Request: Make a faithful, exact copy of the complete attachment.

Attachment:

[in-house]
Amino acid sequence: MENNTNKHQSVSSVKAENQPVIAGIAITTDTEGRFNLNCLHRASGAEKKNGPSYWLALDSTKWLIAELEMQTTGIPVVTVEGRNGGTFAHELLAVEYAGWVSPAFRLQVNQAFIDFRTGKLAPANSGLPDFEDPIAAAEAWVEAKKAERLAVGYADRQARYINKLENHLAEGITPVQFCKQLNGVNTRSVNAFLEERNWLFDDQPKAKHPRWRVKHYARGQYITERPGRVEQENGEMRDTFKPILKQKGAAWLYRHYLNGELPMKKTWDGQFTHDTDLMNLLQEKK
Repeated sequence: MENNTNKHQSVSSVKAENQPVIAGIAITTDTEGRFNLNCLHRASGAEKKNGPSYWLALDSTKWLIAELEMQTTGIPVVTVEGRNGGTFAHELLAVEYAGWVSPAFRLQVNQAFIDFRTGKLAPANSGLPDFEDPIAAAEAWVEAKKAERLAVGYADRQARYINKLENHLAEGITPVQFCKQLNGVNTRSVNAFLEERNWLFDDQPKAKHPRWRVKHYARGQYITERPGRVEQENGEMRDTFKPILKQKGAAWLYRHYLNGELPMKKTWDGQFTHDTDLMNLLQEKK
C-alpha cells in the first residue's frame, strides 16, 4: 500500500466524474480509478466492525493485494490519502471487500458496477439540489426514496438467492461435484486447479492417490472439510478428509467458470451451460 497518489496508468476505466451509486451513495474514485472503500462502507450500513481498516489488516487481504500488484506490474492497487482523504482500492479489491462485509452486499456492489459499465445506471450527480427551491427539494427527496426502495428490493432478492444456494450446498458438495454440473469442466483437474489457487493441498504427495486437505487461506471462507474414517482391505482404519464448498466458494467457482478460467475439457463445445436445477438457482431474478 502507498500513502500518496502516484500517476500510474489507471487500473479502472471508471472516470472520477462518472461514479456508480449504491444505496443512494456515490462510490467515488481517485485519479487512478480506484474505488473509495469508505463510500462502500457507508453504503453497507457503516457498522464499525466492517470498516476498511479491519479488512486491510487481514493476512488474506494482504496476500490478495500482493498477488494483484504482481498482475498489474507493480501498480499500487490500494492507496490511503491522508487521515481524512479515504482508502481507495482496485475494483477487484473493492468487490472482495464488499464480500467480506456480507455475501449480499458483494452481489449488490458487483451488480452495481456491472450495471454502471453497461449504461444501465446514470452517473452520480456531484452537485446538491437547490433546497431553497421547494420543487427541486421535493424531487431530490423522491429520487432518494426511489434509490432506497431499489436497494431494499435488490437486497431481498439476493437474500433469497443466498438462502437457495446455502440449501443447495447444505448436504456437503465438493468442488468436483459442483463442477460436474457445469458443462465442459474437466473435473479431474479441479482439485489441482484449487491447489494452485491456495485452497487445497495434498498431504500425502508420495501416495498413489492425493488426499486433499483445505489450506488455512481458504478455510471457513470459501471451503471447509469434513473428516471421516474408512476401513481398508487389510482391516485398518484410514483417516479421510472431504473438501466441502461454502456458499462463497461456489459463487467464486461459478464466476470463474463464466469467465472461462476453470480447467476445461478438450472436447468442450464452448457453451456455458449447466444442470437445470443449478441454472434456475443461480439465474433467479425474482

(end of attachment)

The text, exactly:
[in-house]
Amino acid sequence: MENNTNKHQSVSSVKAENQPVIAGIAITTDTEGRFNLNCLHRASGAEKKNGPSYWLALDSTKWLIAELEMQTTGIPVVTVEGRNGGTFAHELLAVEYAGWVSPAFRLQVNQAFIDFRTGKLAPANSGLPDFEDPIAAAEAWVEAKKAERLAVGYADRQARYINKLENHLAEGITPVQFCKQLNGVNTRSVNAFLEERNWLFDDQPKAKHPRWRVKHYARGQYITERPGRVEQENGEMRDTFKPILKQKGAAWLYRHYLNGELPMKKTWDGQFTHDTDLMNLLQEKK
Repeated sequence: MENNTNKHQSVSSVKAENQPVIAGIAITTDTEGRFNLNCLHRASGAEKKNGPSYWLALDSTKWLIAELEMQTTGIPVVTVEGRNGGTFAHELLAVEYAGWVSPAFRLQVNQAFIDFRTGKLAPANSGLPDFEDPIAAAEAWVEAKKAERLAVGYADRQARYINKLENHLAEGITPVQFCKQLNGVNTRSVNAFLEERNWLFDDQPKAKHPRWRVKHYARGQYITERPGRVEQENGEMRDTFKPILKQKGAAWLYRHYLNGELPMKKTWDGQFTHDTDLMNLLQEKK
C-alpha cells in the first residue's frame, strides 16, 4: 500500500466524474480509478466492525493485494490519502471487500458496477439540489426514496438467492461435484486447479492417490472439510478428509467458470451451460 497518489496508468476505466451509486451513495474514485472503500462502507450500513481498516489488516487481504500488484506490474492497487482523504482500492479489491462485509452486499456492489459499465445506471450527480427551491427539494427527496426502495428490493432478492444456494450446498458438495454440473469442466483437474489457487493441498504427495486437505487461506471462507474414517482391505482404519464448498466458494467457482478460467475439457463445445436445477438457482431474478 502507498500513502500518496502516484500517476500510474489507471487500473479502472471508471472516470472520477462518472461514479456508480449504491444505496443512494456515490462510490467515488481517485485519479487512478480506484474505488473509495469508505463510500462502500457507508453504503453497507457503516457498522464499525466492517470498516476498511479491519479488512486491510487481514493476512488474506494482504496476500490478495500482493498477488494483484504482481498482475498489474507493480501498480499500487490500494492507496490511503491522508487521515481524512479515504482508502481507495482496485475494483477487484473493492468487490472482495464488499464480500467480506456480507455475501449480499458483494452481489449488490458487483451488480452495481456491472450495471454502471453497461449504461444501465446514470452517473452520480456531484452537485446538491437547490433546497431553497421547494420543487427541486421535493424531487431530490423522491429520487432518494426511489434509490432506497431499489436497494431494499435488490437486497431481498439476493437474500433469497443466498438462502437457495446455502440449501443447495447444505448436504456437503465438493468442488468436483459442483463442477460436474457445469458443462465442459474437466473435473479431474479441479482439485489441482484449487491447489494452485491456495485452497487445497495434498498431504500425502508420495501416495498413489492425493488426499486433499483445505489450506488455512481458504478455510471457513470459501471451503471447509469434513473428516471421516474408512476401513481398508487389510482391516485398518484410514483417516479421510472431504473438501466441502461454502456458499462463497461456489459463487467464486461459478464466476470463474463464466469467465472461462476453470480447467476445461478438450472436447468442450464452448457453451456455458449447466444442470437445470443449478441454472434456475443461480439465474433467479425474482